Venture capital investors gave it the old college try, but apparently they spent more time watching bowl games than investing in U.S. private biopharmaceutical companies in the fourth quarter.
Trailing after the third quarter of 2016, it was probably asking too much to match 2015’s banner $7.63 billion investments. And the $5.39 billion worth of investments tracked by BioWorld Snapshots is still a respectable showing; in 2014, VCs only injected $3.85 billion into private companies.
We’ll call it a moral victory with the underdog covering the spread.
Digging into the details, more than half of the year-over-year shortfall came from series C or later investments, but that’s to be expected given the number of companies that have gone public over the last few years and the lack of company formation in the leaner times in the years prior.
The median deal size for late-stage investments was fairly similar between both years; it’s just the number of investments was cut in half.
At the other end of the spectrum, the number of new companies receiving series A financing, which includes seed rounds, dropped only slightly from 95 investments in 2015 to 85 investments in 2016. And the fourth quarter of 2015 had a whopping 37 series A investments – a quarterly high for the year – so some of those could have been accelerated from the first quarter of this year.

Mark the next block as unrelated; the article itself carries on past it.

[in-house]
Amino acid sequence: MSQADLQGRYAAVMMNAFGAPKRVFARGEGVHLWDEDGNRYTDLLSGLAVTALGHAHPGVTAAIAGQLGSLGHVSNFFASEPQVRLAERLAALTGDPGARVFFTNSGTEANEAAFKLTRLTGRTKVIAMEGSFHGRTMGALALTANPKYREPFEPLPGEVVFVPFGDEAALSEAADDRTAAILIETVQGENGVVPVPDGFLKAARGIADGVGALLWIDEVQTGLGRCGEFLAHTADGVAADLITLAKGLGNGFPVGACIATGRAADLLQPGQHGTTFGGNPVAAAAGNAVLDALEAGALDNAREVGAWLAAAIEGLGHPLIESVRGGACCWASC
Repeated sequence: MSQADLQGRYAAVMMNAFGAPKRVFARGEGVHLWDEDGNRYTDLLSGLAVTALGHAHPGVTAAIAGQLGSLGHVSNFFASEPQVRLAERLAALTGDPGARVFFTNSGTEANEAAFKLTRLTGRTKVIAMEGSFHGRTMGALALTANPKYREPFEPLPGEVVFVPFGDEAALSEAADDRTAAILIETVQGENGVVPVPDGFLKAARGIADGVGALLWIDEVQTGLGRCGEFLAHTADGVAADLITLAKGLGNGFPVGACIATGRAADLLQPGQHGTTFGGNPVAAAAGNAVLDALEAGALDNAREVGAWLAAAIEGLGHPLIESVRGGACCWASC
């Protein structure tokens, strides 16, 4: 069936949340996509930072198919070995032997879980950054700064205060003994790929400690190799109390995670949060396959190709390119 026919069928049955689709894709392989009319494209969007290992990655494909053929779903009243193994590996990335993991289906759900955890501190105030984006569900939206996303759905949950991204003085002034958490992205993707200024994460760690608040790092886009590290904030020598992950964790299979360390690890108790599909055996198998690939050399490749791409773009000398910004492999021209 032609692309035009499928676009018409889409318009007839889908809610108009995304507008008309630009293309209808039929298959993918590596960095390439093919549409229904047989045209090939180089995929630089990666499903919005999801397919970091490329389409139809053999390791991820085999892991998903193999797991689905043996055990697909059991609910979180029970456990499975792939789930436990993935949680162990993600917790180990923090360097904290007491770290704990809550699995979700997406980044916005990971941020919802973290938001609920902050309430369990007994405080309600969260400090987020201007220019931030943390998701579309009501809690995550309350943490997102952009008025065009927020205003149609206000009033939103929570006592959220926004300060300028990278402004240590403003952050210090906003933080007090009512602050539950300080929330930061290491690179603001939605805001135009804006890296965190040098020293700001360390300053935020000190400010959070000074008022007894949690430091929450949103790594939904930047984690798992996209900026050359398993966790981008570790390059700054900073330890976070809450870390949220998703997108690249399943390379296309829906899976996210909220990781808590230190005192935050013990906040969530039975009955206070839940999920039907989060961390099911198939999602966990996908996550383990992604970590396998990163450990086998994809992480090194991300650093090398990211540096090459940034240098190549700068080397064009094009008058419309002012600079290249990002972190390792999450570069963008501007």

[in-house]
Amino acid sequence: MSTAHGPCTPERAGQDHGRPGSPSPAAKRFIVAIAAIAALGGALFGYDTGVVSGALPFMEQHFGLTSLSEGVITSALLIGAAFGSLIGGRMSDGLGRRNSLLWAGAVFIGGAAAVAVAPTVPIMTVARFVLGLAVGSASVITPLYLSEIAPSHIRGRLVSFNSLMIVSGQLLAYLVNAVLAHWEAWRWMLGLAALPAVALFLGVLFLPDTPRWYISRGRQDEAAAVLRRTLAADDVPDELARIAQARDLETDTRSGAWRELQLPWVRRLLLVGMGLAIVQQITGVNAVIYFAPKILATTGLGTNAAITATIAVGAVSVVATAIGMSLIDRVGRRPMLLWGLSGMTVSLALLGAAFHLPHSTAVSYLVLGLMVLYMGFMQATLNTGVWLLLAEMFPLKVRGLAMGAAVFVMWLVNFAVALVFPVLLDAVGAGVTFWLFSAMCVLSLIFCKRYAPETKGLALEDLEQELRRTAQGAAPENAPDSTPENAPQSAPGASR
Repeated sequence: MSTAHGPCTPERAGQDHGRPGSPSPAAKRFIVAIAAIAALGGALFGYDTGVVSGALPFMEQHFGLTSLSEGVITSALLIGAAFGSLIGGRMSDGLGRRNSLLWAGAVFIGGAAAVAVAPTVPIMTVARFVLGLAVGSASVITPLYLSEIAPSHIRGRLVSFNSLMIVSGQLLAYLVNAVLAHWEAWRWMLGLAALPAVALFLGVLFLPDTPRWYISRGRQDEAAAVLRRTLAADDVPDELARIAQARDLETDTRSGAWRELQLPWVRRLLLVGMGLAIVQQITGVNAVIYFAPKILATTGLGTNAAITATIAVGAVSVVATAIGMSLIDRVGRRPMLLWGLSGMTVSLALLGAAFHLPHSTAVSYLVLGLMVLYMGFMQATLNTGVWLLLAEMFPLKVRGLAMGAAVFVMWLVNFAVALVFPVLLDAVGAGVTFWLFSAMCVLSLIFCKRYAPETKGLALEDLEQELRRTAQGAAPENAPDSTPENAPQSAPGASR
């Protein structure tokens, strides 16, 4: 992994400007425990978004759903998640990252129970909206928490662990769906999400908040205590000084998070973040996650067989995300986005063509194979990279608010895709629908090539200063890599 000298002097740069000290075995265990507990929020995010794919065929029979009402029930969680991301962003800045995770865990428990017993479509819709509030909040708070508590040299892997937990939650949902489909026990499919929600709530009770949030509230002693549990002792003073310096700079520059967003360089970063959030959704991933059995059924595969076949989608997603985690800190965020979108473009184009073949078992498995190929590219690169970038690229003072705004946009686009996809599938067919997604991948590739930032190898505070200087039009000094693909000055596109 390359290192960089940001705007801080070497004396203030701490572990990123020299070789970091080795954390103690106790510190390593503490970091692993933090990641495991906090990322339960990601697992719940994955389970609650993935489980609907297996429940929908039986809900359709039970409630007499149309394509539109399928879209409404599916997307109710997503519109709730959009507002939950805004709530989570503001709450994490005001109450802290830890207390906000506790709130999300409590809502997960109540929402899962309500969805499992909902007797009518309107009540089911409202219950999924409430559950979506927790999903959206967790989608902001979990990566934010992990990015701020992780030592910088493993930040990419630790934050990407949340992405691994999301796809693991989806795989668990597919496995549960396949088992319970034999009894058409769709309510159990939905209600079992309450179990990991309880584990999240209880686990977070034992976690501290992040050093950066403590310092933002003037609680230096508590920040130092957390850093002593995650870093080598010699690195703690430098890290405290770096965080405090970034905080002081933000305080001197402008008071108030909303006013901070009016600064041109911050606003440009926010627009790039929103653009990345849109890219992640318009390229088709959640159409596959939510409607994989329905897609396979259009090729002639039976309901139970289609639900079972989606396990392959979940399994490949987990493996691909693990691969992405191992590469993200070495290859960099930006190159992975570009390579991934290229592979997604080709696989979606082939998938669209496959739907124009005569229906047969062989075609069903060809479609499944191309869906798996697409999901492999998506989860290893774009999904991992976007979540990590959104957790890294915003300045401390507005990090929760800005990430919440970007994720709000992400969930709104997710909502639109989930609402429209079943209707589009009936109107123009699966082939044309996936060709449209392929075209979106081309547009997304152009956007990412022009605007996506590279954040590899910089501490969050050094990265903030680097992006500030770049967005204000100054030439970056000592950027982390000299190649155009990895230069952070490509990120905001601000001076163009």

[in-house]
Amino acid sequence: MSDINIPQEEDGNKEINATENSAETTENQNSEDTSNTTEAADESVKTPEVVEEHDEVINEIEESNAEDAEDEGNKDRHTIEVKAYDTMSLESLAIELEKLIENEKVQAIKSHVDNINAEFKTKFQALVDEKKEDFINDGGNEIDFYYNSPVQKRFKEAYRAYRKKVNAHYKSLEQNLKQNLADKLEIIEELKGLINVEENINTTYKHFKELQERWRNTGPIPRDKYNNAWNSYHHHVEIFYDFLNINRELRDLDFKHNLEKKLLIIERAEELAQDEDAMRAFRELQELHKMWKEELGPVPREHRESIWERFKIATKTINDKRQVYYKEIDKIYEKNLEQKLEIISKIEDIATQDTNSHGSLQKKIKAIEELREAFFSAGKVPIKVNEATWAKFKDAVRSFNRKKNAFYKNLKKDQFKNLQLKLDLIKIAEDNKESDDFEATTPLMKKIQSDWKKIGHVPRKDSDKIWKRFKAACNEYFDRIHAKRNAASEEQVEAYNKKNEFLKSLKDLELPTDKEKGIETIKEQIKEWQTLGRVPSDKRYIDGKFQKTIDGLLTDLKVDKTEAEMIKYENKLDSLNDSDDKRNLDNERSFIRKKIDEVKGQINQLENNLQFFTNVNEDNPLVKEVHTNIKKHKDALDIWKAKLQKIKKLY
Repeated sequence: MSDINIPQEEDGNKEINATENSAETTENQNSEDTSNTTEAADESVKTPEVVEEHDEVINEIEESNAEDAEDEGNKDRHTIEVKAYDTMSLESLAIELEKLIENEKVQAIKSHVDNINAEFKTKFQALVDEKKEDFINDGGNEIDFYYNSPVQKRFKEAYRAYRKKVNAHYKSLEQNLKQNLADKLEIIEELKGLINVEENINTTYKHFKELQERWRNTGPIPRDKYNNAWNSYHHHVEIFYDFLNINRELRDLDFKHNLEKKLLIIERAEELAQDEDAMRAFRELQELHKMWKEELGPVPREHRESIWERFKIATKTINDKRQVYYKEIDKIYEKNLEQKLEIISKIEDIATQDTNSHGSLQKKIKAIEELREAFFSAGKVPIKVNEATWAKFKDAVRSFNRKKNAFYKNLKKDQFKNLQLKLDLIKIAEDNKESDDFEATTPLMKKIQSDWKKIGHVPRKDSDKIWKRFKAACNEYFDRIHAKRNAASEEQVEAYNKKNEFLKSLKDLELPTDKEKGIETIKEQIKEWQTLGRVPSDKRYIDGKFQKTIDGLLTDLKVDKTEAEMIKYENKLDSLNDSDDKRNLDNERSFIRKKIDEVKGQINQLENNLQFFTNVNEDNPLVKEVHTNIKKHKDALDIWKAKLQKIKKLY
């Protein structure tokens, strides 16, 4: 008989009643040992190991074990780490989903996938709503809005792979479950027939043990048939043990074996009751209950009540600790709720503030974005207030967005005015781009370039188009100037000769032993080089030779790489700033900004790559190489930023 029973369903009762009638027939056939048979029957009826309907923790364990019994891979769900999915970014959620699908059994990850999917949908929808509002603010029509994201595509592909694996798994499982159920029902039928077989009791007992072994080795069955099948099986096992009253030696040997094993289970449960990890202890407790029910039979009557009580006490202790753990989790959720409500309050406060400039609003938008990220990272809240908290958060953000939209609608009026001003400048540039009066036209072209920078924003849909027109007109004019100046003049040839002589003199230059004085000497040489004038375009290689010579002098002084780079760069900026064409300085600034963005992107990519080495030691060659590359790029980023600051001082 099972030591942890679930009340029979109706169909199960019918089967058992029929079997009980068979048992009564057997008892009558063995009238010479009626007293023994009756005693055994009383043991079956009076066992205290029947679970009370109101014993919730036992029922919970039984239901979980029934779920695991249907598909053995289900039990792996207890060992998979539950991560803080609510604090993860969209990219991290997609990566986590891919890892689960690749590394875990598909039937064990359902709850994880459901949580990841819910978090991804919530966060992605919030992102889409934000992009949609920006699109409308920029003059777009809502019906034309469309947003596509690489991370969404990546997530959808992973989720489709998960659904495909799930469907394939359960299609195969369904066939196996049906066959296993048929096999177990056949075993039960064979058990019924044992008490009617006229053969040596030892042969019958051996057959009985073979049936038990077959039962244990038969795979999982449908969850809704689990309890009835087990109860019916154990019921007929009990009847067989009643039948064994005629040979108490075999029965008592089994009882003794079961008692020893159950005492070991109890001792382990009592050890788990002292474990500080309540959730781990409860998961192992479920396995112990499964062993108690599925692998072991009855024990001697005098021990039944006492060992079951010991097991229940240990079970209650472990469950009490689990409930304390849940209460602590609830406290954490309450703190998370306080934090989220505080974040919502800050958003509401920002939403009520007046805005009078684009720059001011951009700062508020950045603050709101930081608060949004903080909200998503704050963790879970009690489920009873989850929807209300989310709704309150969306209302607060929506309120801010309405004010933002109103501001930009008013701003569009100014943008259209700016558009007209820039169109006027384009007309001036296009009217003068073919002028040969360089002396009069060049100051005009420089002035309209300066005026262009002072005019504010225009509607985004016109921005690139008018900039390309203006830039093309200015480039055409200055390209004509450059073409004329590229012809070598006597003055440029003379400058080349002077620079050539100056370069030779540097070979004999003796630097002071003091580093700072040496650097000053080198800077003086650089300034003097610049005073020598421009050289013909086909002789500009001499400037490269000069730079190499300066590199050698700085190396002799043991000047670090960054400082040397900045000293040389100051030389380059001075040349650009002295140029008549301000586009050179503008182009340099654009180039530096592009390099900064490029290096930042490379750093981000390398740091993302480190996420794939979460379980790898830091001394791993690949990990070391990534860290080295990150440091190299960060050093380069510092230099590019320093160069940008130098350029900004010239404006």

In terms of dollars, series A investments were down year over year ($2.28 billion vs. $2.71 billion the year prior), but 2015 had a massive $600 million investment in Cambridge, Mass.-based Boston Pharmaceuticals Inc. In 2016, the largest series A investment was just a $225 million in Bluerock Therapeutics. Sometimes it’s the big plays that win the games. (See BioWorld Today, Nov. 20, 2015, and Dec. 13, 2016.)
Series B investments also saw a year-over-year decline both in number of deals (39 vs. 49) and dollars ($1.43 billion vs. $2 billion), but one has to think that’ll reverse course in the coming years with so many series A investments over the last two years. We’re in a rebuilding year, for sure, but at least it’s a bumper recruiting class.
On the IPO front, the number of companies going public on U.S. exchanges fell to 30 in 2016 compared to 54 companies in 2015, but a decline in the number of companies turning pro was widely expected after the IPO draft floodgates opened in 2014.
Importantly, companies are still able to get funding through the public markets even if they don’t have any drugs in the clinic; 20 percent of companies that IPOed in 2016 were preclinical compared to 13 percent in 2015. The higher percentage in 2016 appears to have more to do with the large number of upper-classman companies itching to IPO in 2015 than a shift in investors’ sentiment to unproven freshman technologies; in absolute terms, there were six preclinical IPOs in 2016 vs. seven in 2015. (See chart, below.)
It’s a long, never-ending biotech season, and we’ve got another big game next week in the J.P. Morgan conference. Here’s hoping plenty of deals get done – perhaps over a beer while watching the National Championship game on the first night of the conference.